The rules were pushed through because many firms and entities in the digital sector in India — typified publicly by Twitter this year — have begun more aggressively questioning and publicly challenging the explosion of web censorship and user data orders they have received, including those targeted increased criticism of the government’s pandemic response. India now regularly comes second or third place in the list of countries issuing web content takedown and user data demand orders to global internet platforms, as per the transparency reports published by several of them.
Notably, the Union government insists on secrecy of its web censorship orders under the Information Technology Act and resists any judicial or parliamentary oversight of its internet surveillance orders, in turn making it a startling outlier amongst major democracies.
Both developments — the notification and coming into effect of these rules, and the act of sending anti-terror police officials to tech firm offices — need to be recognised for what they are. An intimidatory act of “signalling” by the government that it wants the Big Tech to fall in line. Officials and the political system they presently serve want internet firms to give up any resistance to their demands — whether in the form of legal orders or privately stated political preferences.
We saw attempts in this regard briefly during the term of the UPA administration, when the then IT minister was revealed as seeking to force firms to self-censor content critical of political leaders. In 2021, we are seeing this happen with a scale and ferocity not seen before, and with a reckless abandonment of the hard-won lessons from the courts, legislatures and the free press over the last decade around the need to protect the rights of Indians online.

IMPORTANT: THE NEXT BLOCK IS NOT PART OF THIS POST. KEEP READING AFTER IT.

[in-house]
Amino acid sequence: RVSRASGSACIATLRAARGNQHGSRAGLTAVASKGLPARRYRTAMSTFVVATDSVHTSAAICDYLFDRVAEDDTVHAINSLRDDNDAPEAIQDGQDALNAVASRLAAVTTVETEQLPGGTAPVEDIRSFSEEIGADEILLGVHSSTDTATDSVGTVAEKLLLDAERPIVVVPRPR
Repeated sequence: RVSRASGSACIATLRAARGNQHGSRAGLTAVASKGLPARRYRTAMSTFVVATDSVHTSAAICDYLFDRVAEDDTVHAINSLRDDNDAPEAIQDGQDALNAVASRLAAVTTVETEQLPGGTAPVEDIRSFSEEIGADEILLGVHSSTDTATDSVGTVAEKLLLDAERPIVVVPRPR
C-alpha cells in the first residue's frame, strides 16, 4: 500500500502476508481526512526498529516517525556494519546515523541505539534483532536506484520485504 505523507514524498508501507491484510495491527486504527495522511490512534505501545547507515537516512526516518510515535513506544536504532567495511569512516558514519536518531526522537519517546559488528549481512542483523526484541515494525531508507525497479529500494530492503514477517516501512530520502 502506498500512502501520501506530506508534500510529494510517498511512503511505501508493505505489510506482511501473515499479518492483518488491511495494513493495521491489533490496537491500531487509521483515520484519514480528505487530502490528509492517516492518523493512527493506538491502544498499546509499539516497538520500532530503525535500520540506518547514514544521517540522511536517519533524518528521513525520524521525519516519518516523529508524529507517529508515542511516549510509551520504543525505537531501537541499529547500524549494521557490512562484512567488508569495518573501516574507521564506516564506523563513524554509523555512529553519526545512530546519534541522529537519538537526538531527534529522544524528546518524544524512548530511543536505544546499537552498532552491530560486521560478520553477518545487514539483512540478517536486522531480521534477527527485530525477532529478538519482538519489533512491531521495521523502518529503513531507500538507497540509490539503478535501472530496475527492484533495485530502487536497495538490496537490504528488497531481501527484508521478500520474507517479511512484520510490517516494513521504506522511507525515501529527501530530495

This is about an unfortunately Orwellian government push in 21st century India, and not public interest focused measures to combat Big Tech. It is telling that there have been no site visits, raids and investigatory actions in the Cambridge Analytica scandal, which touched upon the data of millions of Indians by Facebook’s own admission. You do not see drastic and aggressive police measures taken on the nearly fortnight data breach incidents that India is seeing. Despite the Prime Minister committing to India on a new, updated National Cybersecurity Strategy in his Independence Day speech nine months ago, there is no sense of urgency from executive branch agencies to compel more steps by global and Indian firms to secure data, prevent data breach and cyber incidents, or prevent the sale and use of intrusive surveillance technology.
This year we should have seen a strong, user-focused Data Protection Law enacted rather than a broad censorious set of internet control regulations. We should have seen a new, unified government cybersecurity coordination mechanism, instead of police special cell units turning up at the empty offices of internet firms in the middle of a pandemic, because political figures did not like platforms labelling their images as being “manipulated media.”
Unfortunately, we can sink much lower: China, Russia, Turkey, and several other states show us the very real depths that our increasingly digital democracy can fall to. We need laws, rules and government actions that are designed to safeguard our fundamental rights online — not measures that force technology firms to cohabit with political repression and the suppression of criticism and fact-checking.